Seasonal variation in blood pressure: evidence, consensus and recommendations for clinical practice. Consensus statement by the European Society of Hypertension Working Group on Blood Pressure Monitoring and Cardiovascular Variability

George S. Stergiou*, Paolo Palatini, Pietro A. Modesti, Kei Asayama, Roland Asmar, Grzegorz Bilo, Alejandro De La Sierra, Eamon Dolan, Geoffrey Head, Kazuomi Kario, Anastasios Kollias, Efstathios Manios, Anastasia S. Mihailidou, Martin Myers, Teemu Niiranen, Takayoshi Ohkubo, Athanasios Protogerou, Jiguang Wang, Eoin O'Brien, Gianfranco Parati

*Corresponding author for this work

    Research output: Contribution to journalReview articlepeer-review

    27 Citations (Scopus)

    Abstract

    Blood pressure (BP) exhibits seasonal variation with lower levels at higher environmental temperatures and higher at lower temperatures. This is a global phenomenon affecting both sexes, all age groups, normotensive individuals, and hypertensive patients. In treated hypertensive patients it may result in excessive BP decline in summer, or rise in winter, possibly deserving treatment modification. This Consensus Statement by the European Society of Hypertension Working Group on BP Monitoring and Cardiovascular Variability provides a review of the evidence on the seasonal BP variation regarding its epidemiology, pathophysiology, relevance, magnitude, and the findings using different measurement methods. Consensus recommendations are provided for health professionals on how to evaluate the seasonal BP changes in treated hypertensive patients and when treatment modification might be justified. (i) In treated hypertensive patients symptoms appearing with temperature rise and suggesting overtreatment must be investigated for possible excessive BP drop due to seasonal variation. On the other hand, a BP rise during cold weather, might be due to seasonal variation. (ii) The seasonal BP changes should be confirmed by repeated office measurements; preferably with home or ambulatory BP monitoring. Other reasons for BP change must be excluded. (iii) Similar issues might appear in people traveling from cold to hot places, or the reverse. (iv) BP levels below the recommended treatment goal should be considered for possible down-titration, particularly if there are symptoms suggesting overtreatment. SBP less than 110 mmHg requires consideration for treatment down-titration, even in asymptomatic patients. Further research is needed on the optimal management of the seasonal BP changes.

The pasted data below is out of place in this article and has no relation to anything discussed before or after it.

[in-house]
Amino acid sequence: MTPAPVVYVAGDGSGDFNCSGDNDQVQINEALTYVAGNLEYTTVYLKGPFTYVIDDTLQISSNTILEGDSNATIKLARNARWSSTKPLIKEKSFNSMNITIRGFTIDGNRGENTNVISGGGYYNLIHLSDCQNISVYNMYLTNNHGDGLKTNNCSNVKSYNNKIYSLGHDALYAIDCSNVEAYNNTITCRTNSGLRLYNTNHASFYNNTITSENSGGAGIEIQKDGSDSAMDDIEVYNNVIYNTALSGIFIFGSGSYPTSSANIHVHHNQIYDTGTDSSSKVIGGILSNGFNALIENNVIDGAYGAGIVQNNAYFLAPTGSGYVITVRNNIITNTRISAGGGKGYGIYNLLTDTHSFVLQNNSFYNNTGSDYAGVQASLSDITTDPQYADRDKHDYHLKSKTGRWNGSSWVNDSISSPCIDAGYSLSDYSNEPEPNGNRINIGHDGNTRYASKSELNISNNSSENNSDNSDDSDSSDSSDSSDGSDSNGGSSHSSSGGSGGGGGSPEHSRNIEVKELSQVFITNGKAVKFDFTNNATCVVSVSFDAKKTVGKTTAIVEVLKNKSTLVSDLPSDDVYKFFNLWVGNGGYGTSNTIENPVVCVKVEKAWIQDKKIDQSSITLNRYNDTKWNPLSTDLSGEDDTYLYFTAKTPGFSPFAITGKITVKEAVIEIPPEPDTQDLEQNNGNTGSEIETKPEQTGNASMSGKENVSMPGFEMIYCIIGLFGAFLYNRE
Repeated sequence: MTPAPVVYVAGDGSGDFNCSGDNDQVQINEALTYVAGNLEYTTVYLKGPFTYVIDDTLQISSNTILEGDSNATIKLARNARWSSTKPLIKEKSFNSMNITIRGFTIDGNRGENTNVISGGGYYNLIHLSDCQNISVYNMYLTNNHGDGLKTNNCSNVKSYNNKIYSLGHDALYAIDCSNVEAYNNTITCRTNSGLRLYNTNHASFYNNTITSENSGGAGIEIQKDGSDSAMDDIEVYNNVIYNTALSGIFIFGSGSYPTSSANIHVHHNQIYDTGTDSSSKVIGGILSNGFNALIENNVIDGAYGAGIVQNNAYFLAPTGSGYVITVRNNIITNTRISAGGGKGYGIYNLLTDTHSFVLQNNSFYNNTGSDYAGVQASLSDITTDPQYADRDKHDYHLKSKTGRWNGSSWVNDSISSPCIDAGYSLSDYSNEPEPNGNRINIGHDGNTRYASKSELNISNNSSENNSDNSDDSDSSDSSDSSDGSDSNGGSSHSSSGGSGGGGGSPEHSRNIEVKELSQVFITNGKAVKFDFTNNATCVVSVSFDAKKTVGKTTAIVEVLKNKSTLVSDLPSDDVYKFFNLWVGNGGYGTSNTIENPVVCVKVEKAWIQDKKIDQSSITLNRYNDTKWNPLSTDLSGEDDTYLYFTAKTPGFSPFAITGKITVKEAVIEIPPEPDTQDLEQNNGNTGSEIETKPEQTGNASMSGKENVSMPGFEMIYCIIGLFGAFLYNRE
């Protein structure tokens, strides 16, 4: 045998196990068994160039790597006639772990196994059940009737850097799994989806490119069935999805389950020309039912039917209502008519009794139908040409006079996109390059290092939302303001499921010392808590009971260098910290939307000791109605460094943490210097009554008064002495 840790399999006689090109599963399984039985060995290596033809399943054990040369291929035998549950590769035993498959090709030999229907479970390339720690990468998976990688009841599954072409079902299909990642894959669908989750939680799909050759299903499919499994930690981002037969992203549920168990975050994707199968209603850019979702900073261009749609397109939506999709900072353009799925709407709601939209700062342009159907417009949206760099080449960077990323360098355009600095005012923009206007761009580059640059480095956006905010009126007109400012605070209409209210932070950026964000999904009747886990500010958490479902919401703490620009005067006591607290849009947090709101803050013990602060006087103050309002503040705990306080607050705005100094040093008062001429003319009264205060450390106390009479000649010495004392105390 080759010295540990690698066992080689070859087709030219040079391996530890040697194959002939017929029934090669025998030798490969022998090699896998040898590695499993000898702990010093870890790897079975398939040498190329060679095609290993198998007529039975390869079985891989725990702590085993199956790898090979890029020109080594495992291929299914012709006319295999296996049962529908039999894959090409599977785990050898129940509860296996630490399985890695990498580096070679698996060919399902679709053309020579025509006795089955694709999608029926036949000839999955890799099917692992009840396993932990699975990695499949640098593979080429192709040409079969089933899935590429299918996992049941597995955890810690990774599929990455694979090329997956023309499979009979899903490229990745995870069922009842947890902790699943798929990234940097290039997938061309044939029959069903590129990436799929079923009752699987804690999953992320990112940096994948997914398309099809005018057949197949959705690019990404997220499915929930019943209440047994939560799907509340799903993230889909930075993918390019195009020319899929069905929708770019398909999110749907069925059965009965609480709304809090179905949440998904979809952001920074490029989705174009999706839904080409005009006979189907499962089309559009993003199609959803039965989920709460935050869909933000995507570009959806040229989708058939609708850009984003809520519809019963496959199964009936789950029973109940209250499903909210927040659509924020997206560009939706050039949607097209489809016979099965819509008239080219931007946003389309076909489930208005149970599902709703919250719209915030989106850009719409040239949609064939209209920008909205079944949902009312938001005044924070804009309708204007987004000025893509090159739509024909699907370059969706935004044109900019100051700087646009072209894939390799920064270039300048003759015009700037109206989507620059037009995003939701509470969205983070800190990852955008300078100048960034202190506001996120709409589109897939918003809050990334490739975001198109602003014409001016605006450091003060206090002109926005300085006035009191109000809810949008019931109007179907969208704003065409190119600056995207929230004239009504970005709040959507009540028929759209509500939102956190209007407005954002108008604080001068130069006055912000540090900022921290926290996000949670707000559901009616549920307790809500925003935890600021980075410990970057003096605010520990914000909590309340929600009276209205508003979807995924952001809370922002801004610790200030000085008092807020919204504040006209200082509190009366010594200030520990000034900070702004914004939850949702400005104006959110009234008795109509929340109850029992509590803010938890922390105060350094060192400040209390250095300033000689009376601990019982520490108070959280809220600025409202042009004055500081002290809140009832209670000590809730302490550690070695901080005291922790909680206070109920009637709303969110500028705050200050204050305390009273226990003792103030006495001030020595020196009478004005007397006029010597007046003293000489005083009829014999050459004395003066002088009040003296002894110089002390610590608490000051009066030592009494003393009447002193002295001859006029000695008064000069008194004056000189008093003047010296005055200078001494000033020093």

Original languageEnglish
    Pages (from-to)1235-1243
    Number of pages9
    JournalJournal of Hypertension
    Volume38
    Issue number7
    DOIs
    Publication statusPublished - 1 Jul 2020

    Keywords

    • antihypertensive drugs
    • blood pressure variation
    • climate
    • environment
    • hypertension
    • season
    • summer
    • temperature
    • treatment
    • winter

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